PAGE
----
Sunday, May 04, 2003
By The Associated Press
Grants Pass, Ore.
"Brother Bob" Walker wanted to spare others the frustrations he says he endured in obtaining a license to use marijuana to soothe his back pain.
Soon after medical marijuana became legal in Oregon, Walker started looking for a doctor who would help him use cannabis to relieve pain from a 1983 fall that broke his spine. None of the local doctors would help him.
"I spent five months and $700 trying to get a card," he said. The hassle prompted him to found a nonprofit organization to help others get state licenses that allow people with certain medical conditions to legally grow and smoke marijuana.
Southern Oregon Medical Marijuana Network hosts seminars on cannabis and has launched a Web site to promote medicinal uses for the drug.
"I totally believe in what I do," he said, noting that he's helped more than 250 people obtain cannabis cards.
Recently, he rented a meeting room at a motel and brought in Dr. Phillip Leveque, the Molalla osteopath who approved nearly 1,700 of Oregon's first 3,500 medical-marijuana cards.
Oregon's experiment with medical marijuana will mark its fourth birthday this month. Currently, about 4,700 people hold state cards that allow them to grow cannabis plants and keep small quantities of marijuana to treat conditions such as cancer, glaucoma and multiple sclerosis or to relieve chronic pain, nausea or seizures.
With a state population of about 3.5 million, that works out to one card for every 750 people.
But the experiment is up for changes: Last week, the Oregon House approved restrictions on the medical-marijuana program. The bill, which moved on to the Senate, would require patients to inform the state program about their growing sites — information that can be furnished to authorized police agencies.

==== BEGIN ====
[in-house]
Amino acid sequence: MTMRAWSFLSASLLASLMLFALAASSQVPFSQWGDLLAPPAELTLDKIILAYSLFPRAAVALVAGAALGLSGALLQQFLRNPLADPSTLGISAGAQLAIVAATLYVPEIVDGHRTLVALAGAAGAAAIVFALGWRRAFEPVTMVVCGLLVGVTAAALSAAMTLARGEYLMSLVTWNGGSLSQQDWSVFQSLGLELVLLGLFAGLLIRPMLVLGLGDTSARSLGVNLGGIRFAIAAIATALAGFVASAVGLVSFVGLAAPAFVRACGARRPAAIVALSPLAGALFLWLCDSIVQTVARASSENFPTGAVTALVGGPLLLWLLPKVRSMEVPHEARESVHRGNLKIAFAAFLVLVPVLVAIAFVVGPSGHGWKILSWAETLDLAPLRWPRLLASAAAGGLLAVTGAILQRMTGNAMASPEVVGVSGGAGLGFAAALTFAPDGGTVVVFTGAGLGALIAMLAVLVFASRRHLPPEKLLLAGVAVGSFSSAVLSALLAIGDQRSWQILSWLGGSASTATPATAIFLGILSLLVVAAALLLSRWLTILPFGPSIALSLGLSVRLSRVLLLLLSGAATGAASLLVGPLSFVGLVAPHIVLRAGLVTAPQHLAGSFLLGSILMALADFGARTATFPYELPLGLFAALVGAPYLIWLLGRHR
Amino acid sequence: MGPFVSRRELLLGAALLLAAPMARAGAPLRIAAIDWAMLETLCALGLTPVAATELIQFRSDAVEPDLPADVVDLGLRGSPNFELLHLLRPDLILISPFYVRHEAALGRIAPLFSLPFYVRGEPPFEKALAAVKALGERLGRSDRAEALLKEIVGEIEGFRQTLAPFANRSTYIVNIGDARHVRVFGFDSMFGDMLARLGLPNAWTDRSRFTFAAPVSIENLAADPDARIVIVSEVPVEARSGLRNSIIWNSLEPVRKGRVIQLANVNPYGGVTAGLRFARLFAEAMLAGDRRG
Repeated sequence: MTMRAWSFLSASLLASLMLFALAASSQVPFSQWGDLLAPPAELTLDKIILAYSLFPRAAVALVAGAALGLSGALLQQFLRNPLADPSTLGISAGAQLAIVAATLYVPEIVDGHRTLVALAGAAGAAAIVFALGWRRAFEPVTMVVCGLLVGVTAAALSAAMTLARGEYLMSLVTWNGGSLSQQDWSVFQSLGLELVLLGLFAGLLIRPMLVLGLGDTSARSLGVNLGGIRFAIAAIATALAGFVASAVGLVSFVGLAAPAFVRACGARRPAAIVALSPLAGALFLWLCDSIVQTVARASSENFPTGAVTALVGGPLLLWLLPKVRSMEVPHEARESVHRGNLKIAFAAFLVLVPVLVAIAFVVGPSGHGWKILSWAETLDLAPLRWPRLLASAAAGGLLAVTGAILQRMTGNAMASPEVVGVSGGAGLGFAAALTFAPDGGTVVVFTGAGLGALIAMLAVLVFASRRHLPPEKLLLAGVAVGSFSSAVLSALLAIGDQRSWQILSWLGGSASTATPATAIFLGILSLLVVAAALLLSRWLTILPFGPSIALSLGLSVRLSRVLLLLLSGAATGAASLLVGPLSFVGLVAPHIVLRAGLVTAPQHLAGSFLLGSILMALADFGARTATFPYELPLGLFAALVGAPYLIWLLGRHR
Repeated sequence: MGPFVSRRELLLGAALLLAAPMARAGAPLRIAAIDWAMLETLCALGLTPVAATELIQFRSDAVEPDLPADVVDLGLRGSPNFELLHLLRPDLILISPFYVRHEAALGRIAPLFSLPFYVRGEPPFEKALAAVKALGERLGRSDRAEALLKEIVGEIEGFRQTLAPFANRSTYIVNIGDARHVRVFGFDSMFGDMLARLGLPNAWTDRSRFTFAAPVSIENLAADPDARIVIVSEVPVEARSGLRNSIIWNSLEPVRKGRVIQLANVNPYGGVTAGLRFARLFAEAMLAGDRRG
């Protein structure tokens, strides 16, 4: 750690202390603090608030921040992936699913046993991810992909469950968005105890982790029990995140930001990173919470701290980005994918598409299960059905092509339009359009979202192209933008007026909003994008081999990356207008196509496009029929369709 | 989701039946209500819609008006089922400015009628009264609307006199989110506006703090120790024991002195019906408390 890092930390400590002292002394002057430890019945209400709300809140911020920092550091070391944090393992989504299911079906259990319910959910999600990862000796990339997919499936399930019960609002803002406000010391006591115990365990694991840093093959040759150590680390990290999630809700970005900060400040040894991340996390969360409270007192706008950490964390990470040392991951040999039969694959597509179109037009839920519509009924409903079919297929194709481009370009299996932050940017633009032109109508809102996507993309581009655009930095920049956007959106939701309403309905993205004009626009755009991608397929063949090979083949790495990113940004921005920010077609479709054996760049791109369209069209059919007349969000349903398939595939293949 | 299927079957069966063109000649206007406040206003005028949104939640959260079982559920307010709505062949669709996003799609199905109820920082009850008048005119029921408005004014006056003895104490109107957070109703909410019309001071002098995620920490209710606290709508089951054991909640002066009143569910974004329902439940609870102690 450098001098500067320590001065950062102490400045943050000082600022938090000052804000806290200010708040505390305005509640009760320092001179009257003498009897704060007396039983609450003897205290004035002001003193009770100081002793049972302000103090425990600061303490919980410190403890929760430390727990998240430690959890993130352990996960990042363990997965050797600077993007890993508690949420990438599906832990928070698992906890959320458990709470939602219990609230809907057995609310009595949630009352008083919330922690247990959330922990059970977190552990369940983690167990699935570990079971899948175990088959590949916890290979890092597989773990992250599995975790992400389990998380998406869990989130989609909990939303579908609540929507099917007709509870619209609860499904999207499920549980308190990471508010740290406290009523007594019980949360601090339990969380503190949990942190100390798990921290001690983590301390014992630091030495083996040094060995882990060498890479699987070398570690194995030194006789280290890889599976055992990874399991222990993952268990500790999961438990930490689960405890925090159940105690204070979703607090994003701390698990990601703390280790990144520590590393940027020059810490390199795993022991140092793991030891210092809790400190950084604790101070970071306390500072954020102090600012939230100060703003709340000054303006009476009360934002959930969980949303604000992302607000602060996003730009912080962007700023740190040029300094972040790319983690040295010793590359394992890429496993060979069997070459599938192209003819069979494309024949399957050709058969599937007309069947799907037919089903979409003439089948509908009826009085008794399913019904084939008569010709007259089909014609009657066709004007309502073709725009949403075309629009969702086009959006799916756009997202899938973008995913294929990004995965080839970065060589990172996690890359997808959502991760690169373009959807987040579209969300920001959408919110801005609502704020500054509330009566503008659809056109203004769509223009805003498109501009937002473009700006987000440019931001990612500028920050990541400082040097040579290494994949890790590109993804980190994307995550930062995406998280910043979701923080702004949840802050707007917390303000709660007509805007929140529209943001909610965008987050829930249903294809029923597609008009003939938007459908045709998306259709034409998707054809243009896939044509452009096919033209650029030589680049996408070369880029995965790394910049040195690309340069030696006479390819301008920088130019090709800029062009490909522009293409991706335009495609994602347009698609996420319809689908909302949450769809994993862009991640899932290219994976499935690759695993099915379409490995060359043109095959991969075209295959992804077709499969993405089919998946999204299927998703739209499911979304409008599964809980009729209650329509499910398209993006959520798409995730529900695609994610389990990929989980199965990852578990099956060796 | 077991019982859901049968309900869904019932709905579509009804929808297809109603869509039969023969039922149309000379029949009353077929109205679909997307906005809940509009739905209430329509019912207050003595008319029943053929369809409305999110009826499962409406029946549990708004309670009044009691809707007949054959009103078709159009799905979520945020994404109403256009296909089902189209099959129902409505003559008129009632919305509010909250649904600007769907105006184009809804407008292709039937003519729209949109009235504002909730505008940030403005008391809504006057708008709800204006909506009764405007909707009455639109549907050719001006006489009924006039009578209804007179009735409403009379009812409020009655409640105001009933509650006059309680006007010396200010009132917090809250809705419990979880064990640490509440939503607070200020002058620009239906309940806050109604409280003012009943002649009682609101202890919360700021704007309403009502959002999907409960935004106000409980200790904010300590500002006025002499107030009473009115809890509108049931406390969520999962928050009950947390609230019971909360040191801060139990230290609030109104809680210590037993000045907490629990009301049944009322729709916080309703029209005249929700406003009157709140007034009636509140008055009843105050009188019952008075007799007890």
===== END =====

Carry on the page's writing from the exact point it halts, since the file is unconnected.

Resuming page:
At the recent clinic in Grants Pass, men and women came from as far as Bend, Brookings and Klamath Falls to fill out their paperwork and be examined by Leveque, who was censured by the state Board of Medical Examiners last year for signing applications for patients he never saw. Leveque now travels the state to see patients seeking medical-marijuana cards.
Tony Honeycutt of Brookings said he had used marijuana for years to manage his pain before obtaining a card last year. The 55-year-old Vietnam veteran said he decided to get a card because he wanted to stop feeling like he was breaking the law.
"I don't feel so guilty about what I'm doing now," said Honeycutt, who uses cannabis for relief from stomach problems, an overactive bowel and a gastrointestinal reflux condition.
Others said they were tired of the side effects of prescription painkillers and over-the-counter drugs and wanted to try something different.
"I do ibuprofens by the dozens," said a 42-year-old Klamath Falls contractor who asked to be identified only as Dan. "I have wires and screws all over me," from motorcycle accidents, he said, "an artificial hip and arthritis in every joint in my body."
Dan said he uses marijuana mostly to relax at the end of a day and get a good night's sleep.
On the Web
Southern Oregon Medical Marijuana Network:
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